Tuesday, June 15, 2010

“It rubs the lotion on its skin or else it gets the hose again.”

Yet another film from the “you HAVEN’T see this one yet?” pile, here comes 1991’s The Silence Of The Lambs, from Jonathan Demme, director of the blunt force drama Rachel Getting Married.

So, we’ve got a young, ambitious FBI trainee called in to try and persuade a former psychiatrist-turned cannibalistic serial killer into helping her (and by extension the government) track down a serial killer on the loose. The movie and book it’s based on are both the sequels to a novel called Red Dragon that was the 1986 movie Manhunter. Silence itself got a sequel: Hannibal, and then a new version of Red Dragon/remake of Manhunter. Confused yet? Don’t worry too much about it since Silence is the most famous of the franchise.

Clarice Starling: Jodie Foster is our plucky young hero who’s trying to crack this “Buffalo Bill” serial killer case wide open. She’s fine enough in the film, though I can’t say I’m impressed with the performance, largely because I can’t get over her Southern accent. Still, as far as protagonists go, she’s not bad and happens to be the only person that Hannibal Lecter would even consider talking to about the case. She’s also got a lot of baggage in her past, like her father being murdered and her being raised on a farm where, among other critters, there were sheep, which eventually gets around to explaining the title of the story. Though I have to wonder why the FBI would place so much reliance on a young rookie instead of, oh, I dunno, one of their BEST agents?

Jack Crawford: Scott Glenn is Clarice’s boss and the guy who pulls her into the case, appealing to her sense of ambition.

“Buffalo Bill”: Ted Levine (who’s done a surprising amount of voiceover work) is the film’s primary Villain and… Jesus… It’s. Fucked. Up. I mean, the guy’s a bisexual white supremacist (or something like that) who is killing overweight women and skinning them in order to make a “woman suit” so that he can transform into a woman in his sick mind. Great. There goes my appetite for the rest of the day. About the only thing in the world he likes is his little dog, Precious.

Catherine Marton: Brooke Smith is “Buffalo Bill’s latest kidnapping victim who also happens to be a Senator’s daughter. This naturally ramps up the pressure for the FBI to find the killer before he can kill her.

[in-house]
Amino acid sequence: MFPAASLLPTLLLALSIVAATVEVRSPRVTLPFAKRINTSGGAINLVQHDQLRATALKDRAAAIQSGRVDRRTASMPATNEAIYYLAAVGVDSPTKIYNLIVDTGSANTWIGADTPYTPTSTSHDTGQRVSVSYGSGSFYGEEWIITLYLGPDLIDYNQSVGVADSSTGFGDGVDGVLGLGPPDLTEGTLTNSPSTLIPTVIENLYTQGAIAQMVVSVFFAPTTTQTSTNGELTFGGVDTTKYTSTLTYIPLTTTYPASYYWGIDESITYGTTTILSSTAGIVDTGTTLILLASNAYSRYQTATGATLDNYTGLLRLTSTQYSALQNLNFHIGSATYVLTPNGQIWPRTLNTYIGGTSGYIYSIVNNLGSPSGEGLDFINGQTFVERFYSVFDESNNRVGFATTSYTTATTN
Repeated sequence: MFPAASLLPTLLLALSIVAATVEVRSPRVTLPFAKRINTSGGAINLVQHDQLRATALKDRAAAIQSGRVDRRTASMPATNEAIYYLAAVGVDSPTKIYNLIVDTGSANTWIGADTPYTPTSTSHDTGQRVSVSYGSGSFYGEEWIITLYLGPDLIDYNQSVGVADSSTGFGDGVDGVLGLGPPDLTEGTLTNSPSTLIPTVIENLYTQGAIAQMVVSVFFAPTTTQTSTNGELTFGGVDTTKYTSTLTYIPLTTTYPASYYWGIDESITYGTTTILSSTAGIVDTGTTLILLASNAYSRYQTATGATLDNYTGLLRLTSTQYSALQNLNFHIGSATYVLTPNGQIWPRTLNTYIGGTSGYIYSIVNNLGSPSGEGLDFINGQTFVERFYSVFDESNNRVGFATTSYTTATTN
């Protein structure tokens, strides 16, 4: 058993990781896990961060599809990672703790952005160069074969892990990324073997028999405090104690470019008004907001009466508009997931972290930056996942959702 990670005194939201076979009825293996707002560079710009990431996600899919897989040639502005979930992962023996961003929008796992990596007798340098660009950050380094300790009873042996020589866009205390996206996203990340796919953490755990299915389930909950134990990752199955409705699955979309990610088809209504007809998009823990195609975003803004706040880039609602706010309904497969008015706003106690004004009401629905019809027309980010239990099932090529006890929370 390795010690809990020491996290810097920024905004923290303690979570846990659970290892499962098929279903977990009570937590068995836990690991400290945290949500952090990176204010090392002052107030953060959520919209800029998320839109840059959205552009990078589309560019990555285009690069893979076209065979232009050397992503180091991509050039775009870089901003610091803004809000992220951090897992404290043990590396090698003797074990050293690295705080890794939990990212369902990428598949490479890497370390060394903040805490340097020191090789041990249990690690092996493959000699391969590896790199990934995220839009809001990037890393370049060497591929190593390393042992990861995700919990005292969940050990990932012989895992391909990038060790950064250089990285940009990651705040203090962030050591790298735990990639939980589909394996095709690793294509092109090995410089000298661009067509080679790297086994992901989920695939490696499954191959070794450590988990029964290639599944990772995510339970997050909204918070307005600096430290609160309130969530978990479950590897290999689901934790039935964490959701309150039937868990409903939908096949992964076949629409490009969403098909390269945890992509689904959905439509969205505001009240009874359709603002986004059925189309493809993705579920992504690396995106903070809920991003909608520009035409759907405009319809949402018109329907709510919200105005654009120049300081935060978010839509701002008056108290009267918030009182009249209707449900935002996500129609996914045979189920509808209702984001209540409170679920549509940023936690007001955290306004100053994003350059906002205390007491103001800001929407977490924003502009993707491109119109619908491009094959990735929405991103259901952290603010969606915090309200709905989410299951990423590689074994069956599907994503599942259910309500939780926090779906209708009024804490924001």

Dr. Hannibal Lecter: Anthony Hopkins is, of course, the reason to watch this movie. He is the suave, cultured and thoroughly unhinged cannibal that the FBI reluctantly turns to in order to help profile Buffalo Bill. And it is a command performance, even though he’s technically a secondary character and not even in the movie all that much. There’s no question that the guy’s a remorseless killer who manipulates people to his own ends, but the dangerous part about him is that he’s just so damn charming about it. Hopkins is a fantastic actor and, somewhat begrudgingly (because Hannibal is a SERIAL KILLER himself) the badass of the film.

Directed by Jonathan Demme with cinematography by Tak Fujimoto. The film is well shot with lots of incredibly tense scenes. Mostly these are quiet dramatic conversations that wind up the characters and watch them interact, but there is one action scene that kind of comes out of nowhere about ¾ through that displays just how dangerous Lecter really is.

Screenplay by Ted Tally and based on the novel “Silence of the Lambs” by Thomas Harris. It’s well done. It hits all the notes required for an effective psychological thriller about serial killers doing terrible things to people. Also quite quotable, evidenced by the sheer number of times it gets pop culture referenced in other works.

Howard Shore did the score and its been a while since I saw it, so I don’t remember any of the music, unfortunately. But it’s Howard Shore, so by no means is it bad.

The Silence of the Lambs is a very well made film and kind of required viewing for modern cinephiles. Artistically successful in its ambitions and thoroughly disturbing, I respect the film a hell of a lot for holding up a mirror to some truly gruesome stuff. But I don’t actually like the film, though I'm glad I saw it. I wouldn’t want it in my collection. Hell, I don’t even think I want to see it again. Ever. Just remembering it makes me want to go take a scalding hot shower. So well done, movie, you’ve earned my respect AND revulsion.

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